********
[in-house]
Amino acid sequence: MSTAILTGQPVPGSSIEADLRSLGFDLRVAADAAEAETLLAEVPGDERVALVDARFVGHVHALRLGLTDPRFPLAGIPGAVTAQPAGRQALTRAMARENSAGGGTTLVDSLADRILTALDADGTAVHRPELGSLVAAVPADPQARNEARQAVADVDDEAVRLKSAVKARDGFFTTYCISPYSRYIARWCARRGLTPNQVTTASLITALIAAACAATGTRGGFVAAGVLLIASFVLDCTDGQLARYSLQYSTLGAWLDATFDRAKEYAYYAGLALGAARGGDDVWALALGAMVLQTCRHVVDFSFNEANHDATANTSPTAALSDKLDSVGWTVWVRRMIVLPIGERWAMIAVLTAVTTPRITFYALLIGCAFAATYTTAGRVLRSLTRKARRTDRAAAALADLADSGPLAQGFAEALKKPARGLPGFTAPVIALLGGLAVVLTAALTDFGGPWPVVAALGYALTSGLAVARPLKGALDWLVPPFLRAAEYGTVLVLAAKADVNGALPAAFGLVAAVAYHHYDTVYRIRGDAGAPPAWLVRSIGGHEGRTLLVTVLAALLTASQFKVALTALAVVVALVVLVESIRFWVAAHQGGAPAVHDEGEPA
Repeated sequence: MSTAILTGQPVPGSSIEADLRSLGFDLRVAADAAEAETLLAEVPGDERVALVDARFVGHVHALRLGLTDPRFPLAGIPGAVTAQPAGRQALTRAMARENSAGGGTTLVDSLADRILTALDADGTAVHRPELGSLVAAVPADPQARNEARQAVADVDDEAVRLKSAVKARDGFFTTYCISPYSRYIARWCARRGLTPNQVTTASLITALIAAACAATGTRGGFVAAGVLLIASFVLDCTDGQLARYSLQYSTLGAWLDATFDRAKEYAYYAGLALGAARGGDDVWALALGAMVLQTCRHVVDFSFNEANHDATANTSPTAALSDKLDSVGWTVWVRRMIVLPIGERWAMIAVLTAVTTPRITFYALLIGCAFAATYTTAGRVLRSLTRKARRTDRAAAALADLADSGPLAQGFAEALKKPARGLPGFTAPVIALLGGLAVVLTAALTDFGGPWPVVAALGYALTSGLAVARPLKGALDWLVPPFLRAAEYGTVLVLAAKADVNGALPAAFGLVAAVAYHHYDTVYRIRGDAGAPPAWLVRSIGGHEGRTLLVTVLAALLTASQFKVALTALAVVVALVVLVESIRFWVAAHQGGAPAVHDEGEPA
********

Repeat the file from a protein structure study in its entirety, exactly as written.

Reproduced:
[in-house]
Amino acid sequence: MSTAILTGQPVPGSSIEADLRSLGFDLRVAADAAEAETLLAEVPGDERVALVDARFVGHVHALRLGLTDPRFPLAGIPGAVTAQPAGRQALTRAMARENSAGGGTTLVDSLADRILTALDADGTAVHRPELGSLVAAVPADPQARNEARQAVADVDDEAVRLKSAVKARDGFFTTYCISPYSRYIARWCARRGLTPNQVTTASLITALIAAACAATGTRGGFVAAGVLLIASFVLDCTDGQLARYSLQYSTLGAWLDATFDRAKEYAYYAGLALGAARGGDDVWALALGAMVLQTCRHVVDFSFNEANHDATANTSPTAALSDKLDSVGWTVWVRRMIVLPIGERWAMIAVLTAVTTPRITFYALLIGCAFAATYTTAGRVLRSLTRKARRTDRAAAALADLADSGPLAQGFAEALKKPARGLPGFTAPVIALLGGLAVVLTAALTDFGGPWPVVAALGYALTSGLAVARPLKGALDWLVPPFLRAAEYGTVLVLAAKADVNGALPAAFGLVAAVAYHHYDTVYRIRGDAGAPPAWLVRSIGGHEGRTLLVTVLAALLTASQFKVALTALAVVVALVVLVESIRFWVAAHQGGAPAVHDEGEPA
Repeated sequence: MSTAILTGQPVPGSSIEADLRSLGFDLRVAADAAEAETLLAEVPGDERVALVDARFVGHVHALRLGLTDPRFPLAGIPGAVTAQPAGRQALTRAMARENSAGGGTTLVDSLADRILTALDADGTAVHRPELGSLVAAVPADPQARNEARQAVADVDDEAVRLKSAVKARDGFFTTYCISPYSRYIARWCARRGLTPNQVTTASLITALIAAACAATGTRGGFVAAGVLLIASFVLDCTDGQLARYSLQYSTLGAWLDATFDRAKEYAYYAGLALGAARGGDDVWALALGAMVLQTCRHVVDFSFNEANHDATANTSPTAALSDKLDSVGWTVWVRRMIVLPIGERWAMIAVLTAVTTPRITFYALLIGCAFAATYTTAGRVLRSLTRKARRTDRAAAALADLADSGPLAQGFAEALKKPARGLPGFTAPVIALLGGLAVVLTAALTDFGGPWPVVAALGYALTSGLAVARPLKGALDWLVPPFLRAAEYGTVLVLAAKADVNGALPAAFGLVAAVAYHHYDTVYRIRGDAGAPPAWLVRSIGGHEGRTLLVTVLAALLTASQFKVALTALAVVVALVVLVESIRFWVAAHQGGAPAVHDEGEPA